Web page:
I can not take the credit for the success of my workshop. All the credit should be properly placed where it belongs. The reason why my workshop was so successful is strictly because of the incredible individuals who participated in the three-day series. I was amazed by the stories we formulated in the workshops and equally impressed with how quickly the participants absorbed the information. When I was invited, I had no idea what to expect and there were people in the workshop who had never written before. At the end of the series, however, everyone had proven that they were one hundred and ten percent committed to the process. Their dedication encouraged me to continue to push and challenge their capabilities and, each time, they responded with a zeal that I will never forget. At the end of that workshop, I learned as much from them as they learned from me. For this reason, I will always be grateful to the organizers and staff of BOBTV for the wonderful opportunity. I look forward to returning and continuing the work we started.
From the foregoing, what are your assessments and expectations for the next wave of Nigerian film-making?
Wow. That's a great question, and the answer, to me, is simple: the future of Nollywood is limitless. It will soar to heights that are hard to imagine now, but I know the day is coming when the producers, marketers and stakeholders of this budding industry will solve the issue of distribution, which will lead this industry into another phase of development. I do not think enough credit has been given to the enterprising engineers of Nollywood. I have tremendous respect for the producers and marketers of Nollywood because they have been able to accomplish what we have not been able to accomplish in America. They are able to develop, finance, and distribute their own films on their own terms. That is a big deal, and this accomplishment should be applauded, respected, and supported. I understand the arguments that exist regarding the quality of production, content, etc., which are important issues, but that should not deny or take anything away from the accomplishments of those individuals who gave birth to an industry celebrated across Africa, the Caribbean, Europe and America - It's amazing and it makes me proud.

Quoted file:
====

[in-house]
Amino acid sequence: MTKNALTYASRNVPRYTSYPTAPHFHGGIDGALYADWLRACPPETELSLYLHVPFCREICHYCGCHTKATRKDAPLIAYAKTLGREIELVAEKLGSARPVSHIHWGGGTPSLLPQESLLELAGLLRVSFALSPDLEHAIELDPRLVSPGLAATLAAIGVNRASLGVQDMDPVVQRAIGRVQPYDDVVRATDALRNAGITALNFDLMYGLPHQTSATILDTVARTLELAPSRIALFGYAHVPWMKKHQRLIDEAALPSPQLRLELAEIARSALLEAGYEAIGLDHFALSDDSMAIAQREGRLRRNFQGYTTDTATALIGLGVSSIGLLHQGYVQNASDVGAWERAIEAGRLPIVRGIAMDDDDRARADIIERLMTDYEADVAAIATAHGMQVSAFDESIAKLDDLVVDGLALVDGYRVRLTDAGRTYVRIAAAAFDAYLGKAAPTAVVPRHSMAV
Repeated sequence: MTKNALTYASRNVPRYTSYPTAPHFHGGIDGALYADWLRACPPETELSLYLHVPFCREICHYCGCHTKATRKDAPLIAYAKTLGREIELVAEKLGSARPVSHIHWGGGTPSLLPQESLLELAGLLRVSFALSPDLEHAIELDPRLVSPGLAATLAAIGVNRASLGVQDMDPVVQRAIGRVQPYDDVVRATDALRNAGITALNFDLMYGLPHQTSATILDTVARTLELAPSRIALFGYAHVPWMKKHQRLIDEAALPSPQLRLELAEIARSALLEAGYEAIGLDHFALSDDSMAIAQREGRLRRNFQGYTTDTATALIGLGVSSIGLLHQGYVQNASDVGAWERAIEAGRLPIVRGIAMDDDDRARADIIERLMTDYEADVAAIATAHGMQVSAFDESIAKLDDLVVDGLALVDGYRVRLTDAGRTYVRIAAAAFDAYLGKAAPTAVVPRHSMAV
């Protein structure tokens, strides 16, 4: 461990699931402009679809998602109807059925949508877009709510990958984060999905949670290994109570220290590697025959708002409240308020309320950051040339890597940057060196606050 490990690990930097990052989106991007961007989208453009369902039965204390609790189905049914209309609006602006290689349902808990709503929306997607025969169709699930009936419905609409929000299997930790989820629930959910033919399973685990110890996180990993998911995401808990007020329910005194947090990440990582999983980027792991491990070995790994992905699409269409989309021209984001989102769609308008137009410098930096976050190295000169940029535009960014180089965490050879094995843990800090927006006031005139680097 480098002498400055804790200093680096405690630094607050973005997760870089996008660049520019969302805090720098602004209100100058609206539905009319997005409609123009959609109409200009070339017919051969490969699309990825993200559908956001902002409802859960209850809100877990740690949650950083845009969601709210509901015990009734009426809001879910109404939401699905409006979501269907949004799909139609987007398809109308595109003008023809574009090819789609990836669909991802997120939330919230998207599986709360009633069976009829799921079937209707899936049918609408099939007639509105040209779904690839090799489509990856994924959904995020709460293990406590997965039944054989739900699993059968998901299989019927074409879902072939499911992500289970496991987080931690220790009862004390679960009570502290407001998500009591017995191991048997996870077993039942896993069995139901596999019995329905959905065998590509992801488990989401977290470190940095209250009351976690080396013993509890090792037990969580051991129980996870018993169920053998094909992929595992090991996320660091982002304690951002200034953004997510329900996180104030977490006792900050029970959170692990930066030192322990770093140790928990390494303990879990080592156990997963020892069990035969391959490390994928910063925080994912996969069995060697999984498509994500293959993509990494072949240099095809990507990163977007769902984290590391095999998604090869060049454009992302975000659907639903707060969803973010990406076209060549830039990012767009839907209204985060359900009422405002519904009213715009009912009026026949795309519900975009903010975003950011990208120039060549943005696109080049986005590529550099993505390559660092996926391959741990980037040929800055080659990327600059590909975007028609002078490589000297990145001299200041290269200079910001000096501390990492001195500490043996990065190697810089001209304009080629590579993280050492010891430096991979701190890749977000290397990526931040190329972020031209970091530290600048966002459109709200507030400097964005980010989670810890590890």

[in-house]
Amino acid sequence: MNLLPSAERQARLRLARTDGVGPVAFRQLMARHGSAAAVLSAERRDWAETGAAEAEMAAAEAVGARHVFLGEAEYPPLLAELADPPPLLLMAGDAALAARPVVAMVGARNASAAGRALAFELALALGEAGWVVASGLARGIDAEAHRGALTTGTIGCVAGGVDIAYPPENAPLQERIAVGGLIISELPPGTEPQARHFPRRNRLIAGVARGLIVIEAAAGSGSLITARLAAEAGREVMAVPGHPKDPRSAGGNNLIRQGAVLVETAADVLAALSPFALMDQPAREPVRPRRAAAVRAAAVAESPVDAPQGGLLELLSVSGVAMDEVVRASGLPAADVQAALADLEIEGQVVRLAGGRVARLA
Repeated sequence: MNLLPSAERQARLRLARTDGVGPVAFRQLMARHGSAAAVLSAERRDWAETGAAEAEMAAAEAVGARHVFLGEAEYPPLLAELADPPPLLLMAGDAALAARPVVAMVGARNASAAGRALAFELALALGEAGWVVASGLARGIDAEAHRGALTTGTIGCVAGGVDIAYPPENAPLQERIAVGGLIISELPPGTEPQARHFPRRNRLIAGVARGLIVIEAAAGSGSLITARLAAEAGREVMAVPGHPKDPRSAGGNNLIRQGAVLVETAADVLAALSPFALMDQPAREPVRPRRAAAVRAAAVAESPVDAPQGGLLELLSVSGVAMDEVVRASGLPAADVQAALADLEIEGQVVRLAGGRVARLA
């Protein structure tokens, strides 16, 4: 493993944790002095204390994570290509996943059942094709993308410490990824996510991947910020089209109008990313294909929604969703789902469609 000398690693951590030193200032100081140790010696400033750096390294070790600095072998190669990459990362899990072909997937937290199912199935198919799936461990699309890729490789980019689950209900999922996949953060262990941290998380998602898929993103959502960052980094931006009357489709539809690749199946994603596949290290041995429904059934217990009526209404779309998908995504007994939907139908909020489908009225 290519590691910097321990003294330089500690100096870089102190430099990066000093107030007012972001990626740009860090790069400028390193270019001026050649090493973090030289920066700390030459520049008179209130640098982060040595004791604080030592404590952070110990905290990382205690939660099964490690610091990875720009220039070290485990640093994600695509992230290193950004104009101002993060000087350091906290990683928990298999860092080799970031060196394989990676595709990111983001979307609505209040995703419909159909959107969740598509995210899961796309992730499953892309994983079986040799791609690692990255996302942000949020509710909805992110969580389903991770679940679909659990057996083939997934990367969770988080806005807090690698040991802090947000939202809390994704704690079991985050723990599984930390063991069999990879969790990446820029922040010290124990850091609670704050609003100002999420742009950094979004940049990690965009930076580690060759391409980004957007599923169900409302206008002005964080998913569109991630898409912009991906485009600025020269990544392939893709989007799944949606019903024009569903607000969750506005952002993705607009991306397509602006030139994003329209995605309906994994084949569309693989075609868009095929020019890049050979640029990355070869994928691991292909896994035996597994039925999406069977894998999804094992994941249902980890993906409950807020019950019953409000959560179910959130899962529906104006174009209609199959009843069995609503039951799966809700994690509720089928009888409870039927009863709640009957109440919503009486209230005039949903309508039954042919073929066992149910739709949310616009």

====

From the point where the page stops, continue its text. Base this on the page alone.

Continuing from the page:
What kinds of dialogues do you think are possible between Hollywood and Nollywood given, especially, the latter's unique production and business practices?
I believe that a dialogue between Nollywood industry professionals and Hollywood industry professionals is definitely possible and the time for that dialogue and collaboration is now. I am currently consulting on a project that is in production in Los Angeles which was written by both a Nigerian and an African-American, is being directed by one of Nollywood's most celebrated directors, has a Nigerian producer, is entirely financed by Nigerians, features very popular Nollywood actors alongside popular Nigerian actors who live and work in America, and a nearly all African-American crew. This project serves as a shinning example of what is possible. We receive phone calls daily from individuals, from all backgrounds, who want to get involved with the project to show their support and enthusiasm. What that means to me is that the desire to collaborate, share resources and expertise is there, it is our responsibility as film professionals to reach out to one another with respect and sincerity and move forward together.